Progress was slow, and soon it was time to think about building a shelter for the night.  I had been digging pits in low ground for the last few nights, and I wanted to try building on the high ground so I wouldn't have to make the walls quite so tall.  Plus I wanted a view - I was tired of looking at tree trunks.  I picked a spot on the top of a hill where bare stone was showing through.
Look, Boxter!  A pit with sort of natural sides, and stone floor already!  Plus no trees in the immediate vicinity!  Boxter was not impressed.
I had no better option, though, so I chased Boxter down, put him back in the pit, and began building walls as the sun began to set.
The sky darkened as I worked, and it gradually dawned on me that there was something wrong with the pit I was working on: there was no Boxter in it.
Where was he?  I looked around in panic.
Oh.  Looking down at me from the hilltop, mocking my pit-building ineptitude. 

I returned him to the pit, now a little jittery.  I finished the walls and jumped into the pit to join Boxter.  Giving him a haystack to settle him down for the night, I then installed some windows so he could enjoy the view from our hideout.  A hideout with a view is a rarity, and I wanted to make the best of it.
It was pitch-black outside and neither of us could see anything.  Oh, well... time to start mining.

I hadn't gone far before I started hearing lava sounds.  This is a bit odd, since we were significantly above sea level, and lava usually appears deep down.

Before long I noticed something even odder: some stone blocks that utterly ignored my attempts to break them with a pickaxe.  To all appearances they were ordinary stone blocks, yet my pickaxe swiped straight through them, and I couldn't place torches on them... they seemed to be arranged diagonally, and I could break the blocks behind them, but not these blocks themselves.
I poked at the blocks for a while in a mingled state of scientific curiosity and fear.  I looked back once at Boxter to see if he might be somehow magicking the blocks with his powerful horse mind, but he was staring placidly out the window.  If he was using horse magic to mess with me, he was giving no outward sign.  One thing I knew was that I wasn't stepping down there with the Mystery Stone, or going to attempt to walk through it.  The lava sounds were quite loud now and it did not escape that my notice that pickaxe permeability, opacity, and lava sounds were all properties of lava itself.  Whatever was happening here, the possibility at least existed that the Mystery Stone was in fact lava that chose to look like stone blocks for reasons of its own. 

I had worn out my pickaxe, so I climbed to the upper level to set down a crafting table and make a new axe.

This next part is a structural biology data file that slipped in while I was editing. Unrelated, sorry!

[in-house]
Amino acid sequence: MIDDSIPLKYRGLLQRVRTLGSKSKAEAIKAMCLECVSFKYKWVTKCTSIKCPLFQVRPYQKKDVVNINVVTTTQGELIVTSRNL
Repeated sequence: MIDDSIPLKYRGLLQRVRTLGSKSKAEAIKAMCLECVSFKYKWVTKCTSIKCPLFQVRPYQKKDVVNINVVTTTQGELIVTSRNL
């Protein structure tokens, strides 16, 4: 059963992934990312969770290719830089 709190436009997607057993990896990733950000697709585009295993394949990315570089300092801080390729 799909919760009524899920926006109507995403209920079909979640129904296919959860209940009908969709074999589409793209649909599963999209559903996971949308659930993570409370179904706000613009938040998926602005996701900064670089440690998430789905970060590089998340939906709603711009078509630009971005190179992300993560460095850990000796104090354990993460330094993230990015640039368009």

What the heck?  What the heck?  Was a skeleton shooting at me somehow from outside the pit?


Wherever it was, it was hitting me.  I calmly - TWANNG - OUCH - gave the mouse wheel a spin to switch to my sword.  Attempted to switch to my sword.  Instead I overshot and found myself brandishing a compass.  TWANNG !

All right, no problem.  Another cool, calm, twirl of the mouse wheel and - TWANNG! - I could draw my sword and - TWANNG - OUCH! - not a stone block, I mean, a sword, and - TWANNG! - not panicking here, just - TWANNG - OUCH! - trying to calmly - TWANNG!! - where the heck IS that skeleton OH GOD IT'S STANDING RIGHT NEXT TO ME

I finally gave up on the mouse wheel and mashed number 1 on my keyboard, which switched to my sword (should have done that at the start), and whacked frantically at the skeleton until it disappeared in a puff of smoke, leaving behind only an arrow and a single bone.

The skeleton is MADE of bones.  It has unlimited arrows.  Why does it only drop one of each?
That could have gone better. 

I was quite low on health now, and drew my reserve stash - a bowl of tasty mushroom stew that I'd been carrying with me for two weeks now.  My health restored, I went to check my inventory and take stock of my armor and -


Augh!  After a moment of frantic spinning, I located the skeleton, which was also IN THE PIT WITH ME, and swiped furiously at it with my sword until it too was dispatched.

Puff of smoke from disappearing skeleton.  No screenshots of the actual skeleton, due to being very busy at the time.  Also, it looks like I somehow cornered the second skeleton in the exact same spot as the first one.      

At this point my confidence in the safety of my shelter was rather low.  Had I failed to build the walls high enough, allowing the skeletons to climb in?  Was the Mystery Stone somehow spawning skeletons?

I huddled behind my sword for the rest of the night.  At one point, slight motion caused me to jump in alarm.  Closer inspection revealed that it was merely a bunny rabbit joining us in the pit.

I hope that's an ordinary rabbit.
Well, at least that solves the problem of how the skeletons got in.  It was almost morning, but unfortunately, I could hear spiders outside...